Broad sympathy and broader skepticism

Ta-Nehisi Coates on “Fear of a Black President”:

Racism is not merely a simplistic hatred. It is, more often, broad sympathy toward some and broader skepticism toward others.

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3 responses to “Broad sympathy and broader skepticism

  1. Thanks. That Atlantic article looks good. I’ll have to go back and read it in full.

    What bothers me, and what leads me to conclude that there’s a lot of racism in the GOP, is that Obama is culturally white. When middle class Americans divide the world into “us vs. them” they should be including Obama in the “us” part. But many will consistently put him in the “them” part. It is hard to reach a conclusion, other than that they are looking at the color of his skin, rather than at who he is as a person.

    The positive thing about this, is that the younger generation of Americans is far less affected by this old racism. And that change is what made Obama’s election possible.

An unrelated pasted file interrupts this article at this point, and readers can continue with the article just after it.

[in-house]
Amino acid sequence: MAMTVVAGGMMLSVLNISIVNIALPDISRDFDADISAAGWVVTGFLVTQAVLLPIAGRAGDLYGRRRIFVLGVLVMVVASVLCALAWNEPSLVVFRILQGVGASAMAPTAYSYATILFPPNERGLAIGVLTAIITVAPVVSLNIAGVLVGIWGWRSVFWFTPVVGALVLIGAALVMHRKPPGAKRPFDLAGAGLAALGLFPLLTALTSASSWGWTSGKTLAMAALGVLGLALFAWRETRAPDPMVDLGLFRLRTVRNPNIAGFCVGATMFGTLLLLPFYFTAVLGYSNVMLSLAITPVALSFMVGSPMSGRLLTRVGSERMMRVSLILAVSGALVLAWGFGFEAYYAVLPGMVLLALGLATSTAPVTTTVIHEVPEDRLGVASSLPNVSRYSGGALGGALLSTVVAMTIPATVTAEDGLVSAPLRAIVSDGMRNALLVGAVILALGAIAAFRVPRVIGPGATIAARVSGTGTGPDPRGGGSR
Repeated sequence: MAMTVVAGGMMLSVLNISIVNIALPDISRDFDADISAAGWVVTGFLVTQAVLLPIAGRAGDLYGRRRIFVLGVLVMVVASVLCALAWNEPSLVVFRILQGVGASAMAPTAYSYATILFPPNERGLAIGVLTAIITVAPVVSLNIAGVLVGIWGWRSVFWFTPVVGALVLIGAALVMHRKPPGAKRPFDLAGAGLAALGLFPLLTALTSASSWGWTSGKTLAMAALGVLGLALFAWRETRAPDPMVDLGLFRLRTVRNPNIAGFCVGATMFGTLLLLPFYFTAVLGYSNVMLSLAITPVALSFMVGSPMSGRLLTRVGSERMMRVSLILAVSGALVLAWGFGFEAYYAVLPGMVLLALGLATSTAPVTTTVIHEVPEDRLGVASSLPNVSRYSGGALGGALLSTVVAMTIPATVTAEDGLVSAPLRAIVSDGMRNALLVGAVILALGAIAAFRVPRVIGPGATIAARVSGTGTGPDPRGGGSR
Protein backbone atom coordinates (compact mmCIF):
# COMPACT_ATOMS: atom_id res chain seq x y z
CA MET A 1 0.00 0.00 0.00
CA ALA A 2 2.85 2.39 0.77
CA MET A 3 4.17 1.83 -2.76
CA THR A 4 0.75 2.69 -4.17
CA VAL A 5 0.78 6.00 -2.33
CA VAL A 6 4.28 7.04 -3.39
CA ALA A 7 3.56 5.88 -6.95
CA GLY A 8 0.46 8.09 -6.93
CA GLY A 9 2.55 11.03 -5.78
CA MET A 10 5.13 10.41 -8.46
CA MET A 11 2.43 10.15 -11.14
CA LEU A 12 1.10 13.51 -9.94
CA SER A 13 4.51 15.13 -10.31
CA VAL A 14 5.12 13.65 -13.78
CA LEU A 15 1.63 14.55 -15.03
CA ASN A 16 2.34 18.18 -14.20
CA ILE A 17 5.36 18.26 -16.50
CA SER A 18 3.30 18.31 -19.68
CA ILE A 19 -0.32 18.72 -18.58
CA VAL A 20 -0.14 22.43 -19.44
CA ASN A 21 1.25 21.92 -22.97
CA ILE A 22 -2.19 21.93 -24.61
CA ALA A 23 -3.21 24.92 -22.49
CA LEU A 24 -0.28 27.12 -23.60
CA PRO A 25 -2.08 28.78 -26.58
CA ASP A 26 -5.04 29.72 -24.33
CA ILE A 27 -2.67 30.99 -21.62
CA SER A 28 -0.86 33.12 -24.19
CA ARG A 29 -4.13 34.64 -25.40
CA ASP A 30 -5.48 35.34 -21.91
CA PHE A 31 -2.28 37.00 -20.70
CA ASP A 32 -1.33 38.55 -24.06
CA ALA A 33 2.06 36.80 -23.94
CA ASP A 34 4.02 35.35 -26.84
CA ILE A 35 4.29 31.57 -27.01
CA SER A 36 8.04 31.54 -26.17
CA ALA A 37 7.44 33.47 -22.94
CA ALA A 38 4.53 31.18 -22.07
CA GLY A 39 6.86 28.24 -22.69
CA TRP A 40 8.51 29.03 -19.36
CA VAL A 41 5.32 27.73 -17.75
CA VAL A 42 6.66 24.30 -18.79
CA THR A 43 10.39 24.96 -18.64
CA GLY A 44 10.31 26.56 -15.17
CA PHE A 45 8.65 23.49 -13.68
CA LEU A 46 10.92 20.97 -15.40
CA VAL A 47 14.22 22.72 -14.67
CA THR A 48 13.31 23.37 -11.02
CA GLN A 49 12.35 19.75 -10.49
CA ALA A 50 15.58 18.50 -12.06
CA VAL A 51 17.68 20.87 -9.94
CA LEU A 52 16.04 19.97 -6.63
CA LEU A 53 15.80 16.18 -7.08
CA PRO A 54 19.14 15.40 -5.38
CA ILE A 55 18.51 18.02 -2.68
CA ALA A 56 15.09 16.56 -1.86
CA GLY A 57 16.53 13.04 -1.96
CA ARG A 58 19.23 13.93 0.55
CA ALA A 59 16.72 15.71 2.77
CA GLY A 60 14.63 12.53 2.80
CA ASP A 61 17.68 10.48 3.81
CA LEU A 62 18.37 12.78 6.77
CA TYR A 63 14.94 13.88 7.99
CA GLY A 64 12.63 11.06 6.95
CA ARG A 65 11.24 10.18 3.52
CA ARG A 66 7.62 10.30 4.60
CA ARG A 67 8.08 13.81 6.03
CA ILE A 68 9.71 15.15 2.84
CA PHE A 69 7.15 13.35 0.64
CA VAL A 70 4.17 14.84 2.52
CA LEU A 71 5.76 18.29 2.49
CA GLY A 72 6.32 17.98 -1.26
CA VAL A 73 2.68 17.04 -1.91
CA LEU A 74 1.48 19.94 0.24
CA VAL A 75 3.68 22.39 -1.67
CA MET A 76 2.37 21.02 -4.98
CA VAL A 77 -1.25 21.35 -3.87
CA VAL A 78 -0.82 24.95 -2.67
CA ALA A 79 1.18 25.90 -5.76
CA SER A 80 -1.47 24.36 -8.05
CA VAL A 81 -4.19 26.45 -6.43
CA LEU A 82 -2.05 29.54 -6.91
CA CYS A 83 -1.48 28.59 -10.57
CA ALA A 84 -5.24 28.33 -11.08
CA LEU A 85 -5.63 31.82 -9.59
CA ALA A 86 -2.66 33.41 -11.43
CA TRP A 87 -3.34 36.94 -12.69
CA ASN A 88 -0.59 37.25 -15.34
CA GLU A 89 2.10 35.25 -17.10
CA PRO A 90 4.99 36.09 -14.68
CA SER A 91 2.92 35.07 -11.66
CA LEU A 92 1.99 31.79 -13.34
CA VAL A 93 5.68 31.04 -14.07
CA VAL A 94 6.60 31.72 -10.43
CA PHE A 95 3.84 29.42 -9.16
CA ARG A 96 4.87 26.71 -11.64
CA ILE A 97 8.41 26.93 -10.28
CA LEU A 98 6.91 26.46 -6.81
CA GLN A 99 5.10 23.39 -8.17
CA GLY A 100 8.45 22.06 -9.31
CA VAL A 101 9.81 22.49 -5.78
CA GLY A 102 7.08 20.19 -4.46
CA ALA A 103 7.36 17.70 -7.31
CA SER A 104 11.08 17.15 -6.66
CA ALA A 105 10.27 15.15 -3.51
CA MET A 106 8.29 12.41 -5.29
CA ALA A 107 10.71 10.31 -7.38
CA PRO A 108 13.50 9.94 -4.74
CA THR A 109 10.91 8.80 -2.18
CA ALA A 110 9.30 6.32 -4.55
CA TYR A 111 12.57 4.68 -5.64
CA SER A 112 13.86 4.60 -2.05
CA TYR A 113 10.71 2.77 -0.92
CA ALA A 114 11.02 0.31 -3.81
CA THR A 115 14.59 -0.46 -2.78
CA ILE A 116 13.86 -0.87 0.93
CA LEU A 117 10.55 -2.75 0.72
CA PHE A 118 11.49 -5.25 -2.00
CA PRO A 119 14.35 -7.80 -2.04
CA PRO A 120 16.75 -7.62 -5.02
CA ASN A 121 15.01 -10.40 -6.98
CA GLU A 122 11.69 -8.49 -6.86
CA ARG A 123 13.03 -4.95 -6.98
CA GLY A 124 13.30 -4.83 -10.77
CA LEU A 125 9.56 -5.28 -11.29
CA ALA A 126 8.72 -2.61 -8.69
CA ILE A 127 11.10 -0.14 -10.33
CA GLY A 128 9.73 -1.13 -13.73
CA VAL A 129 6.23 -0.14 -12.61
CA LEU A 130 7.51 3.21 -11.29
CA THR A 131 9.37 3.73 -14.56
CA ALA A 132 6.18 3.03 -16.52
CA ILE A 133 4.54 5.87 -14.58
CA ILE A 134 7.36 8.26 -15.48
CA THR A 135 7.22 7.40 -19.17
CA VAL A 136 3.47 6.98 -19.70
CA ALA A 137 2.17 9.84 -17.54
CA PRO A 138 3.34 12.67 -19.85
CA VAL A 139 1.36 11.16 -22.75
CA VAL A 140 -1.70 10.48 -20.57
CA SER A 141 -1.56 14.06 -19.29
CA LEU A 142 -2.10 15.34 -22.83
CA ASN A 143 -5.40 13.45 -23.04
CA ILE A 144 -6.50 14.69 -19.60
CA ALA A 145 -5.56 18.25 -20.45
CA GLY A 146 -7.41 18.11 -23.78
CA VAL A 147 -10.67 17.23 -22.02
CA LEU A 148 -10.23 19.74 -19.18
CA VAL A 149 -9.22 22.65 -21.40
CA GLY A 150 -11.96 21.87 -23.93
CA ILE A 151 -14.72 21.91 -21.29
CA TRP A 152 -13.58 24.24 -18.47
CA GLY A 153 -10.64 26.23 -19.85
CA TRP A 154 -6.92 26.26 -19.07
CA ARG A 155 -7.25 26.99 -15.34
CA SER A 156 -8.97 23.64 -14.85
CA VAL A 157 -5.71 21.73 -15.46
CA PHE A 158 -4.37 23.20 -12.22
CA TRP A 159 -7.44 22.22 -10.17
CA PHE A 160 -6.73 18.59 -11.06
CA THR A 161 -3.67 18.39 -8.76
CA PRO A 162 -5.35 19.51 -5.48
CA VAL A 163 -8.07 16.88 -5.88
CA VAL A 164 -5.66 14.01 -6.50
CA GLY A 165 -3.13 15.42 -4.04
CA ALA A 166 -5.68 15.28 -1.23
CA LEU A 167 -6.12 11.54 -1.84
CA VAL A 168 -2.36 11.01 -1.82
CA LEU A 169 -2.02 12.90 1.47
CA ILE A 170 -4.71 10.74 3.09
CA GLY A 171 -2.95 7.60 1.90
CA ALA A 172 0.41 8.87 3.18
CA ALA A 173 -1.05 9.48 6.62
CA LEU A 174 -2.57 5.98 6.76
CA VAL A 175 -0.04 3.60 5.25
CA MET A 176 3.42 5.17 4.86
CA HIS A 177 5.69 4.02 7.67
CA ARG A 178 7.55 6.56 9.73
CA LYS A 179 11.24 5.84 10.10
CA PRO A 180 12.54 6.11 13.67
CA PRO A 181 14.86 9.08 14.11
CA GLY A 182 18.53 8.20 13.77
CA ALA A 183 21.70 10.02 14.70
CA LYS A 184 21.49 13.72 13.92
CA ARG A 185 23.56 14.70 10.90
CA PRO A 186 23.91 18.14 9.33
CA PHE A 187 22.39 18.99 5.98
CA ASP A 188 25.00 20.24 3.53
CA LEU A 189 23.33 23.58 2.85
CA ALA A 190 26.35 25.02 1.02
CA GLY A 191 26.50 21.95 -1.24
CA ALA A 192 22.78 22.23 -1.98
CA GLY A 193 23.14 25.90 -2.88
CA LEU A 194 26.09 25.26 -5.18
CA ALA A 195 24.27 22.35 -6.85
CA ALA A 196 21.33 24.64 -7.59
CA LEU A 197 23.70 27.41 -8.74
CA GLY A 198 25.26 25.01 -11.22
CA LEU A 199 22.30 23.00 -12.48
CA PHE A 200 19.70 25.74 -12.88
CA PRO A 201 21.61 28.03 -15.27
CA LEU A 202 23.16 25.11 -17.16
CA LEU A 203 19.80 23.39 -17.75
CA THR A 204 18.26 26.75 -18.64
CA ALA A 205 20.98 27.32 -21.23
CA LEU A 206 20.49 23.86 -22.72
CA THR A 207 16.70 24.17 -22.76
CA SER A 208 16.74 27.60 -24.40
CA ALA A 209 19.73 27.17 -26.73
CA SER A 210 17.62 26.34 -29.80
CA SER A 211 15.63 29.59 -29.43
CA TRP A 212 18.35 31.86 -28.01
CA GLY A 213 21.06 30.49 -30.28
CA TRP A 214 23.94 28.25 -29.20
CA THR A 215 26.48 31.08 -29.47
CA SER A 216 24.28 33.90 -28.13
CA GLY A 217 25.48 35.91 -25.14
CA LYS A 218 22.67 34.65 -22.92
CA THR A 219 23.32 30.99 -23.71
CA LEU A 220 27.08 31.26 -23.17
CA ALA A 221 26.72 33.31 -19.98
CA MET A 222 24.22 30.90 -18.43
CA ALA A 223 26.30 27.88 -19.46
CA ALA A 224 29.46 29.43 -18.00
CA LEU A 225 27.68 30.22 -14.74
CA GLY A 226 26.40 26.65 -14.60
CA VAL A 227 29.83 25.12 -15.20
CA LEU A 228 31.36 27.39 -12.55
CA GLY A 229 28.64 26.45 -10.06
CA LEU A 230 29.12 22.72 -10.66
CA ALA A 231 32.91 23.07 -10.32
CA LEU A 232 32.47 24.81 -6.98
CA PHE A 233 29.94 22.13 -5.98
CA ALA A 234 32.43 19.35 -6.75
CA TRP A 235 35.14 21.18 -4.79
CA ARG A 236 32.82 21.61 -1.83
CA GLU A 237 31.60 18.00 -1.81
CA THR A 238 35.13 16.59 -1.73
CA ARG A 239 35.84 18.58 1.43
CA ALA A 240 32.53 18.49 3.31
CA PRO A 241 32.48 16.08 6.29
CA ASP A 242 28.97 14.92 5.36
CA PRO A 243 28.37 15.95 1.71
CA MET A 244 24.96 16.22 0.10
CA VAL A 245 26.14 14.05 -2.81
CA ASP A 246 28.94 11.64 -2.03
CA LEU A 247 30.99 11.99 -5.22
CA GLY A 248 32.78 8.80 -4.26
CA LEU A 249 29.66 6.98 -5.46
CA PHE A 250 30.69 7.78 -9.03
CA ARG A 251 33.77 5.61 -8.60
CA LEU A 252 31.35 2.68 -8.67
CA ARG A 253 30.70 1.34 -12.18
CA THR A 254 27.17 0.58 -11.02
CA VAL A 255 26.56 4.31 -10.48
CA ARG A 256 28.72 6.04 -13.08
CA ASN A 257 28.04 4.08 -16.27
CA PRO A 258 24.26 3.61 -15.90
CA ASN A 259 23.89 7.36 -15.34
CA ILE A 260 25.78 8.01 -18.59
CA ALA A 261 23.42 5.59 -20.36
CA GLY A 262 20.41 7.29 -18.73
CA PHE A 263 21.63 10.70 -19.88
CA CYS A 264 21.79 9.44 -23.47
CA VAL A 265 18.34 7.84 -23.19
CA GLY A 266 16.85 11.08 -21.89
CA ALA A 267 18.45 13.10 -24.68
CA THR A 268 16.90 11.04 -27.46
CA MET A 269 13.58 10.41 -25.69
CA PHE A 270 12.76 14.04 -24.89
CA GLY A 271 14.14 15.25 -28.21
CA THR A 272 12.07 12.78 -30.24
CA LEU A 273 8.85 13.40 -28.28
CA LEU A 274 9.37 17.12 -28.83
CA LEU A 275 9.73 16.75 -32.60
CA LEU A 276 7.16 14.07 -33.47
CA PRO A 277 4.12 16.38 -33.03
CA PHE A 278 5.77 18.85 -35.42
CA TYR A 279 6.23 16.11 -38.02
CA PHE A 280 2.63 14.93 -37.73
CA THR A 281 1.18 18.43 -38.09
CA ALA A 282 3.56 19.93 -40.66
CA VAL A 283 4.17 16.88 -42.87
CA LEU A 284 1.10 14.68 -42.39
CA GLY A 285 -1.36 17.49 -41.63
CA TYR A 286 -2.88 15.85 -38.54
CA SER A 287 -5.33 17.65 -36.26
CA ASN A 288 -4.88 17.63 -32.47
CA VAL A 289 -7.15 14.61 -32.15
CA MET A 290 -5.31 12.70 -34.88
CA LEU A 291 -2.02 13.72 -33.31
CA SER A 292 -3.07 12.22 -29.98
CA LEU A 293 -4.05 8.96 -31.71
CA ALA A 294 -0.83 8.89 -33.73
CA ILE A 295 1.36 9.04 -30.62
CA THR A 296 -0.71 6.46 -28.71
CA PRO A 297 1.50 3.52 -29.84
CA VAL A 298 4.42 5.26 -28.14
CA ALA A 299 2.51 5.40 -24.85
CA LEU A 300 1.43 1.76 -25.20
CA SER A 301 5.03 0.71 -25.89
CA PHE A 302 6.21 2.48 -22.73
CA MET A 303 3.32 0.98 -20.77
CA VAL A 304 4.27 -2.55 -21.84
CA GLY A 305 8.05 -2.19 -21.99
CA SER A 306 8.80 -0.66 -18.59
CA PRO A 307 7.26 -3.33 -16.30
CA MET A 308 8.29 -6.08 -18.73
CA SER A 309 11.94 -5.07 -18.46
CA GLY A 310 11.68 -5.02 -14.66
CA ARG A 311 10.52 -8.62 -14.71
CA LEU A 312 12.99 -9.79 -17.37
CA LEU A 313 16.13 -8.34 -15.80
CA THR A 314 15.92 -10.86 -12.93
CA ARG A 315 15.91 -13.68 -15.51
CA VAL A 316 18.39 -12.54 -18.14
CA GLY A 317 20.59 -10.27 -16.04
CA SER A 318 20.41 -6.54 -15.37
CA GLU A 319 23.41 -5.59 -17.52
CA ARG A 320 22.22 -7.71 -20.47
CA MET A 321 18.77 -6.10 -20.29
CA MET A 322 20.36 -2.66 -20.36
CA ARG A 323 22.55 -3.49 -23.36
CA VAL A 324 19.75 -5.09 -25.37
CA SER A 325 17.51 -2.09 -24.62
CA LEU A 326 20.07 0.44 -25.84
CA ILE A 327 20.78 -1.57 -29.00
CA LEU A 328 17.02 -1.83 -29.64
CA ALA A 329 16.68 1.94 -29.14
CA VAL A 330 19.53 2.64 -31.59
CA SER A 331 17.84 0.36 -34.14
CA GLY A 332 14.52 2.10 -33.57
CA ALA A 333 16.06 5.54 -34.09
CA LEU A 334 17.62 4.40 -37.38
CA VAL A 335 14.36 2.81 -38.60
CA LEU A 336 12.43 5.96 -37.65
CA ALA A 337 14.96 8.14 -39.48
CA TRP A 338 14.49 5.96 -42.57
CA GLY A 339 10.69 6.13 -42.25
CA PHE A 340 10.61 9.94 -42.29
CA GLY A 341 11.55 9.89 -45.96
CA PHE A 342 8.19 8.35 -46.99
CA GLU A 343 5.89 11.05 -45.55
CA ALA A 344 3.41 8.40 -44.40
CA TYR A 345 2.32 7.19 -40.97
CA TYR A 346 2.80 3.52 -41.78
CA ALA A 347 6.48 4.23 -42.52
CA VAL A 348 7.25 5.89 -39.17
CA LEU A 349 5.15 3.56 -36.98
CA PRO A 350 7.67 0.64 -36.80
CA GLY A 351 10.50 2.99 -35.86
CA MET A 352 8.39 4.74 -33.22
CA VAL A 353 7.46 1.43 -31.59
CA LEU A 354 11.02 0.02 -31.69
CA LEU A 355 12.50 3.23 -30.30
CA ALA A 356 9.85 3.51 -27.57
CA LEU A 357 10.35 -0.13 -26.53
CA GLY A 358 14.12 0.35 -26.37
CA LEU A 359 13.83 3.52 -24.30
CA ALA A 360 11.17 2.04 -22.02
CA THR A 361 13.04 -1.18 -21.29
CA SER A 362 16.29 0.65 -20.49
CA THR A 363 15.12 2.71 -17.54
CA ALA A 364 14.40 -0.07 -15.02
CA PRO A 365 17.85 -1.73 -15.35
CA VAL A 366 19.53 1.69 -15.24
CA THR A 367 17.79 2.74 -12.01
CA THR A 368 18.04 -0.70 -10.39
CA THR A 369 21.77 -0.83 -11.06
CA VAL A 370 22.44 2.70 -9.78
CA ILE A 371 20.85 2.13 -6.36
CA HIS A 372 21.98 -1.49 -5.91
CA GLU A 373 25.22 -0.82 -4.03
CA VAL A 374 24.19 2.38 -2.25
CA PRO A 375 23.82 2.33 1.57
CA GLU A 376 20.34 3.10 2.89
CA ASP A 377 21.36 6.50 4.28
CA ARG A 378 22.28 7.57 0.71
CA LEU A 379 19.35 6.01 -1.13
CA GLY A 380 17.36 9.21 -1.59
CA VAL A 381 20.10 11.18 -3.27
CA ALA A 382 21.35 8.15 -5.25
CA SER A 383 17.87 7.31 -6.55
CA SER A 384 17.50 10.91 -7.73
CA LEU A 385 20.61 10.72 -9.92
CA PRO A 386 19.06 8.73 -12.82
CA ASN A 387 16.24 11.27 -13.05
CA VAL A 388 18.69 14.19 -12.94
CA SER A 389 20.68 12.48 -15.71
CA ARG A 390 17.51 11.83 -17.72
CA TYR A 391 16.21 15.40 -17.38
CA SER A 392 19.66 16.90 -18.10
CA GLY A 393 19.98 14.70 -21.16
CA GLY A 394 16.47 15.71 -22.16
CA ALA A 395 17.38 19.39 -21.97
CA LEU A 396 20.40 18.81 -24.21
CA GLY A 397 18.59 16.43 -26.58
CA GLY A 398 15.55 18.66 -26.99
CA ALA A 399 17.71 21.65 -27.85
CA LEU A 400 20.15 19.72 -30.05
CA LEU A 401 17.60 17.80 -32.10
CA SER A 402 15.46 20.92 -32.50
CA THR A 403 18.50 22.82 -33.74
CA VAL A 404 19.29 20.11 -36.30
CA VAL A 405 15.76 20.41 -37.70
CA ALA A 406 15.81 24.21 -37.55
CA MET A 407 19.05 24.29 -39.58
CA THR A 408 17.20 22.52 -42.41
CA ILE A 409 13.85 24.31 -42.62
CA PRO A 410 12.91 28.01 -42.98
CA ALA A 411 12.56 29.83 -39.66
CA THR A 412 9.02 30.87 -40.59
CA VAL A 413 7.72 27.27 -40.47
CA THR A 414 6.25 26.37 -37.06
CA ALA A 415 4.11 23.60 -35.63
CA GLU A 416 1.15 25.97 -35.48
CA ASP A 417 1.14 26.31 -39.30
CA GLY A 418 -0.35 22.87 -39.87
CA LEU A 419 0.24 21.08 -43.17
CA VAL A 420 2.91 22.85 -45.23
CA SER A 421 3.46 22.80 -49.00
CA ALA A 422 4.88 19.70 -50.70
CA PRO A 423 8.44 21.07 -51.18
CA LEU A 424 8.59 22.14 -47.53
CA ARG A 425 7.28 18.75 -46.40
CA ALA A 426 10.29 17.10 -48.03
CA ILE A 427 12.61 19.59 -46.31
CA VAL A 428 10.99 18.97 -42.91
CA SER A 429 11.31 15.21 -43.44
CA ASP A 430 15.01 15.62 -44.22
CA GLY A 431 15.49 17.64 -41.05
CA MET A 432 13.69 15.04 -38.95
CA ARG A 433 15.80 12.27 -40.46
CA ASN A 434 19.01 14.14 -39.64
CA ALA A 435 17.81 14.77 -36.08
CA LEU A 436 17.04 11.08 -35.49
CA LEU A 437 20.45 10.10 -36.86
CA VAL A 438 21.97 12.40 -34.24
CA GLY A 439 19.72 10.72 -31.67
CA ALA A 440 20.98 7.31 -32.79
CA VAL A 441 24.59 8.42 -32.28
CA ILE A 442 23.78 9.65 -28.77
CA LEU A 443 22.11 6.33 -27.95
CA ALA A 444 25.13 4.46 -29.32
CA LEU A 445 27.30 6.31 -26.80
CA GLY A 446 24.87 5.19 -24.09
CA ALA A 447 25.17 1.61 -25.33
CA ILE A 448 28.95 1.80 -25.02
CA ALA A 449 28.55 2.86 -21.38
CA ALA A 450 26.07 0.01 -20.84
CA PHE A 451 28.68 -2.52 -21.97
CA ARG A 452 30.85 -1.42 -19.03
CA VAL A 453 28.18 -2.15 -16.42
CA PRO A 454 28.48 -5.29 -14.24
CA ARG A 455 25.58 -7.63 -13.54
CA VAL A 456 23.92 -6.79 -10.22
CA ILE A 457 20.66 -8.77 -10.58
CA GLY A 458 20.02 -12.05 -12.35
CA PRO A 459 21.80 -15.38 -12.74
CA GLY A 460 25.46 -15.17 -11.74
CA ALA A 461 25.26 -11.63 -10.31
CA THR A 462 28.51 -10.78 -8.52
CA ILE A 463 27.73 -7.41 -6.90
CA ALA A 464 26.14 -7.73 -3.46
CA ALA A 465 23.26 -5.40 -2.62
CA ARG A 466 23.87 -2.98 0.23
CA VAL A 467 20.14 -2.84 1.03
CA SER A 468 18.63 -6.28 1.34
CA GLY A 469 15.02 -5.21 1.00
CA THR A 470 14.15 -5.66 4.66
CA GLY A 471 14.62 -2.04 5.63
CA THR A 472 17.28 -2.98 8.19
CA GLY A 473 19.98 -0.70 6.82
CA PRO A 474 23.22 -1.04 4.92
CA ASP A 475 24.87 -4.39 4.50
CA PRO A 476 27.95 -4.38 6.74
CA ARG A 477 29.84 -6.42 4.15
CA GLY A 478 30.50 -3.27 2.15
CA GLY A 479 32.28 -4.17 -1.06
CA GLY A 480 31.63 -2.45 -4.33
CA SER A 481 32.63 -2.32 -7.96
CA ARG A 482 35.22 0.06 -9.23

2. Yes, the younger generation is mostly better about race, but too often they’re not as good as they think they are. I know at least some who think they’re not racist b/c (they tell themselves) they dislike Obama b/c of his policies, not b/c of his skin color. But then they use lines of attack (demanding birth certificate, college transcripts, claiming he’s not a “real” American, etc.) that they would never use against a white candidate.

    But ten years ago I never would have guessed that the U.S. might elect a black president named Barack Hussein Obama. Pleasant surprise.

    And Coates’ piece is very good, well worth reading (though not short).

    • Yes, the full Coates piece was well worth the read.

      This was on NPR radio this morning (Wed Aug 29), and Coates was interviewed as part of that piece. I thought the interview went very well.

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